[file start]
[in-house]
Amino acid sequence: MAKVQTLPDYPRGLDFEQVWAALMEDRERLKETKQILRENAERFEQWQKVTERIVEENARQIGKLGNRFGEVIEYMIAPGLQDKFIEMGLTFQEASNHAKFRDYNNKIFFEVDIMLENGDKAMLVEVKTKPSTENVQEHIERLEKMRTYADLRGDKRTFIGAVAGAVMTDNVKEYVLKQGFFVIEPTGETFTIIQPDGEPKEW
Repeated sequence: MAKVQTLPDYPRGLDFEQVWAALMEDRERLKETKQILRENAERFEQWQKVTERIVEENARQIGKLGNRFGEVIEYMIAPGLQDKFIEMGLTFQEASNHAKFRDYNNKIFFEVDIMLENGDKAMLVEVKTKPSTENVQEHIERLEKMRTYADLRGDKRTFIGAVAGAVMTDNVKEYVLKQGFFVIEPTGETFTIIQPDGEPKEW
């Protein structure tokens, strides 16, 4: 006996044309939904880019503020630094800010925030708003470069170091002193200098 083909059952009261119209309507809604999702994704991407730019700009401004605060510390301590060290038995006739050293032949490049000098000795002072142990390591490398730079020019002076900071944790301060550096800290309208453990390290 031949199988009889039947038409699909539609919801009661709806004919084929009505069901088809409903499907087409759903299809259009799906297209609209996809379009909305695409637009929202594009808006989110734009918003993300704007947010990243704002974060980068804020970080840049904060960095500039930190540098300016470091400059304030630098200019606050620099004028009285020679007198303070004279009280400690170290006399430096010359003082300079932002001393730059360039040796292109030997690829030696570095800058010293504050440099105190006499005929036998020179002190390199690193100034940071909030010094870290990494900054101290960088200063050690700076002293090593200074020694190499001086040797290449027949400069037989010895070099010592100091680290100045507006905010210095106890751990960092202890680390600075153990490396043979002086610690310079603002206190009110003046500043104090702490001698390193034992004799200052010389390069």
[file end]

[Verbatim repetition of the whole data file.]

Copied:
[in-house]
Amino acid sequence: MAKVQTLPDYPRGLDFEQVWAALMEDRERLKETKQILRENAERFEQWQKVTERIVEENARQIGKLGNRFGEVIEYMIAPGLQDKFIEMGLTFQEASNHAKFRDYNNKIFFEVDIMLENGDKAMLVEVKTKPSTENVQEHIERLEKMRTYADLRGDKRTFIGAVAGAVMTDNVKEYVLKQGFFVIEPTGETFTIIQPDGEPKEW
Repeated sequence: MAKVQTLPDYPRGLDFEQVWAALMEDRERLKETKQILRENAERFEQWQKVTERIVEENARQIGKLGNRFGEVIEYMIAPGLQDKFIEMGLTFQEASNHAKFRDYNNKIFFEVDIMLENGDKAMLVEVKTKPSTENVQEHIERLEKMRTYADLRGDKRTFIGAVAGAVMTDNVKEYVLKQGFFVIEPTGETFTIIQPDGEPKEW
């Protein structure tokens, strides 16, 4: 006996044309939904880019503020630094800010925030708003470069170091002193200098 083909059952009261119209309507809604999702994704991407730019700009401004605060510390301590060290038995006739050293032949490049000098000795002072142990390591490398730079020019002076900071944790301060550096800290309208453990390290 031949199988009889039947038409699909539609919801009661709806004919084929009505069901088809409903499907087409759903299809259009799906297209609209996809379009909305695409637009929202594009808006989110734009918003993300704007947010990243704002974060980068804020970080840049904060960095500039930190540098300016470091400059304030630098200019606050620099004028009285020679007198303070004279009280400690170290006399430096010359003082300079932002001393730059360039040796292109030997690829030696570095800058010293504050440099105190006499005929036998020179002190390199690193100034940071909030010094870290990494900054101290960088200063050690700076002293090593200074020694190499001086040797290449027949400069037989010895070099010592100091680290100045507006905010210095106890751990960092202890680390600075153990490396043979002086610690310079603002206190009110003046500043104090702490001698390193034992004799200052010389390069």